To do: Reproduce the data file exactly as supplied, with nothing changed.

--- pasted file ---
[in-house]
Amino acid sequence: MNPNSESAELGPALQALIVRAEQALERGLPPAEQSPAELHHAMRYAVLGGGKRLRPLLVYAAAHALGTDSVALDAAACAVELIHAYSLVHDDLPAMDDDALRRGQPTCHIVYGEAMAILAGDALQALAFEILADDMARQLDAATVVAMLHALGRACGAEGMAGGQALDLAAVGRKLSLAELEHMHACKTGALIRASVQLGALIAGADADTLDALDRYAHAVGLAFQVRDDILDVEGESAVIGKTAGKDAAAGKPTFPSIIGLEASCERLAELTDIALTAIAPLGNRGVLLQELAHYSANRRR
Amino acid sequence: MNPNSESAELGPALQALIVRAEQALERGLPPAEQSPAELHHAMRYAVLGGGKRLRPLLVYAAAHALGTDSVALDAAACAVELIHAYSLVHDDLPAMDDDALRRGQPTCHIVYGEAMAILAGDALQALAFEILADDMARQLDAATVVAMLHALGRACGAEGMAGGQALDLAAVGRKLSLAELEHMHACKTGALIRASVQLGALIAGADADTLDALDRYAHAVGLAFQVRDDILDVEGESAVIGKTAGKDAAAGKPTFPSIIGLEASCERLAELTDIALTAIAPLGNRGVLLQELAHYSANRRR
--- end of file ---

[in-house]
Amino acid sequence: MNPNSESAELGPALQALIVRAEQALERGLPPAEQSPAELHHAMRYAVLGGGKRLRPLLVYAAAHALGTDSVALDAAACAVELIHAYSLVHDDLPAMDDDALRRGQPTCHIVYGEAMAILAGDALQALAFEILADDMARQLDAATVVAMLHALGRACGAEGMAGGQALDLAAVGRKLSLAELEHMHACKTGALIRASVQLGALIAGADADTLDALDRYAHAVGLAFQVRDDILDVEGESAVIGKTAGKDAAAGKPTFPSIIGLEASCERLAELTDIALTAIAPLGNRGVLLQELAHYSANRRR
Amino acid sequence: MNPNSESAELGPALQALIVRAEQALERGLPPAEQSPAELHHAMRYAVLGGGKRLRPLLVYAAAHALGTDSVALDAAACAVELIHAYSLVHDDLPAMDDDALRRGQPTCHIVYGEAMAILAGDALQALAFEILADDMARQLDAATVVAMLHALGRACGAEGMAGGQALDLAAVGRKLSLAELEHMHACKTGALIRASVQLGALIAGADADTLDALDRYAHAVGLAFQVRDDILDVEGESAVIGKTAGKDAAAGKPTFPSIIGLEASCERLAELTDIALTAIAPLGNRGVLLQELAHYSANRRR